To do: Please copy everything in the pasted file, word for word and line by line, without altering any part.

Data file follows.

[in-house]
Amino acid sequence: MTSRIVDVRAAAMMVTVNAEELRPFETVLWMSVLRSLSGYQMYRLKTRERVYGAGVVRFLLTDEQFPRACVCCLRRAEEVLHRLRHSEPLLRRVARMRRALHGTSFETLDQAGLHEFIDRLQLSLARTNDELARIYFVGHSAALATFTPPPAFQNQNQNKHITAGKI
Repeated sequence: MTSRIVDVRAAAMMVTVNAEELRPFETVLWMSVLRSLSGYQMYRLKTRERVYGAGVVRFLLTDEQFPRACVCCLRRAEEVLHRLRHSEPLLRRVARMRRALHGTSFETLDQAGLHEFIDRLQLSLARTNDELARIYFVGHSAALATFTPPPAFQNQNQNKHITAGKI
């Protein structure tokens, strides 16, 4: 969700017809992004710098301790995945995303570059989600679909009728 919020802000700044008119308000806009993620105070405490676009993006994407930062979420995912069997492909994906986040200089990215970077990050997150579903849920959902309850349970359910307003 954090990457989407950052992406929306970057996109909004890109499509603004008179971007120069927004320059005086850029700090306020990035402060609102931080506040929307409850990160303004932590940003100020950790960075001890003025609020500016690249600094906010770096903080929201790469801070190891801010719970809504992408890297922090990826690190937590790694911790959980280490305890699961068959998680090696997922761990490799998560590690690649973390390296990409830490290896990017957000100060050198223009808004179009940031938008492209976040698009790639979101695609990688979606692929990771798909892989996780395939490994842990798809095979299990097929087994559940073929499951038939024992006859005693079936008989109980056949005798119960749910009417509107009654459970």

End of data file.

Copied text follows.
[in-house]
Amino acid sequence: MTSRIVDVRAAAMMVTVNAEELRPFETVLWMSVLRSLSGYQMYRLKTRERVYGAGVVRFLLTDEQFPRACVCCLRRAEEVLHRLRHSEPLLRRVARMRRALHGTSFETLDQAGLHEFIDRLQLSLARTNDELARIYFVGHSAALATFTPPPAFQNQNQNKHITAGKI
Repeated sequence: MTSRIVDVRAAAMMVTVNAEELRPFETVLWMSVLRSLSGYQMYRLKTRERVYGAGVVRFLLTDEQFPRACVCCLRRAEEVLHRLRHSEPLLRRVARMRRALHGTSFETLDQAGLHEFIDRLQLSLARTNDELARIYFVGHSAALATFTPPPAFQNQNQNKHITAGKI
């Protein structure tokens, strides 16, 4: 969700017809992004710098301790995945995303570059989600679909009728 919020802000700044008119308000806009993620105070405490676009993006994407930062979420995912069997492909994906986040200089990215970077990050997150579903849920959902309850349970359910307003 954090990457989407950052992406929306970057996109909004890109499509603004008179971007120069927004320059005086850029700090306020990035402060609102931080506040929307409850990160303004932590940003100020950790960075001890003025609020500016690249600094906010770096903080929201790469801070190891801010719970809504992408890297922090990826690190937590790694911790959980280490305890699961068959998680090696997922761990490799998560590690690649973390390296990409830490290896990017957000100060050198223009808004179009940031938008492209976040698009790639979101695609990688979606692929990771798909892989996780395939490994842990798809095979299990097929087994559940073929499951038939024992006859005693079936008989109980056949005798119960749910009417509107009654459970």